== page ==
It’s no secret that sleep apnea and weight gain have a close association with one another. While not every person suffering or at risk from obstructive sleep apnea (OSA) are overweight, the evidence of their correlation is in the numbers; as it’s estimated that around 70% of adult OSA sufferers are overweight or obese.
The close relationship between the two is the result of side effects of both conditions that feed into one another, such as certain endocrinological issues (which I’ll explain in a second). It’s also known that gaining weight can bring on sleep apnea, as excess tissues around the palate and throat brought on by weight gain may cause apneic events. Similarly, someone with relatively minor breathing disorder symptoms who go without treatment may start to gain weight. Quite simply, the more overweight you are, the worse your OSA may get and the greater the risk for complications.
To make things even more difficult for anyone in this situation trying to lose weight, it’s observed that the typical daytime fatigue that is brought on by OSA known for keeping patients from exercising.
Sleep Apnea, Your Sleep Cycle, and Hunger
As previously mentioned, sleep apnea triggers a variety of hormonal responses that can increase someone’s risk of gaining weight, worsening the underlaying OSA. Three big hormonal responses that are discussed in relations to weight gain, and that happen to have a close connection to sleep are ghrelin, leptin, and insulin.
Ghrelin and leptin are both hormones that regulate your body’s energy expenditure and hunger level. Ghrelin is a neurotransmitter that functions as something that registers hunger, while leptin communicates how full you are. These hormones, thrown out of balance by a lack of sleep caused by OSA, may cause unregulated hunger levels and excess food consumption.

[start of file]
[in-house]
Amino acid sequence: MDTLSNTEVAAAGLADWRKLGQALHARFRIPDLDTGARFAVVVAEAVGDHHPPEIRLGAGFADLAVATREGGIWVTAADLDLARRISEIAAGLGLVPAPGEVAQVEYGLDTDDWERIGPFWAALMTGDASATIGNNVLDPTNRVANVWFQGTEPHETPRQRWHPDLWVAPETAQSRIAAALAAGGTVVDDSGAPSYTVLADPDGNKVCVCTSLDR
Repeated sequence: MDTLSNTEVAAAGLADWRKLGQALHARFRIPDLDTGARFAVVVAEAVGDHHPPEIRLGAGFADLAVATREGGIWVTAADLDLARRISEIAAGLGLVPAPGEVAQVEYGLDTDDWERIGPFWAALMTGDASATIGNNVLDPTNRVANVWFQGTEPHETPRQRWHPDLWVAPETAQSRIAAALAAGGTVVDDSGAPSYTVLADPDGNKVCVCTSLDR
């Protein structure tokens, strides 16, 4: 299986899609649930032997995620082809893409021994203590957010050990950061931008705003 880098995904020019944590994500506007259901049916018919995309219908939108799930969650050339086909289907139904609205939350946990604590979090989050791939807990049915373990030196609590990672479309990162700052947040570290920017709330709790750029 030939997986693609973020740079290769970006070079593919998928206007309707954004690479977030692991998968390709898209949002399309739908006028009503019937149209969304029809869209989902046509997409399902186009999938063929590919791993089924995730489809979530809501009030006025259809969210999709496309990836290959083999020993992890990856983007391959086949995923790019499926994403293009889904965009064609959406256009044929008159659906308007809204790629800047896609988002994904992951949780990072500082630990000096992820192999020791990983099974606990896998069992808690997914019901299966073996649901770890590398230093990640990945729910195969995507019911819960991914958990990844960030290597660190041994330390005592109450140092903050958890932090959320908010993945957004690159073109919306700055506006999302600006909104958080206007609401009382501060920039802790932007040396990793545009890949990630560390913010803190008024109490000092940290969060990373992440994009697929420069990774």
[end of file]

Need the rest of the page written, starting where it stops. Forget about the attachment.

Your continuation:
The third (and possibly most concerning) response caused by OSA that may cause overeating is insulin imbalance. Studies show that untreated sleep apnea is linked to an increased risk of insulin resistance, and even diabetes. This inefficient use of insulin can cause glucose to not be properly absorbed by the body, leading to, again, an increased apatite.
While the points mentioned above may show a bleak outlook and an unbreakable cycle for sleep apnea sufferers, there is of course hope for most cases. The treatment of sleep apnea will help break the cycle of hormone irregularity and give the patient more energy to stick to an exercise regimen. This can serve to help further treat a patient sleep apnea while majorly reducing one’s risk for serious health complications by reducing the risk for coronary disease and diabetes.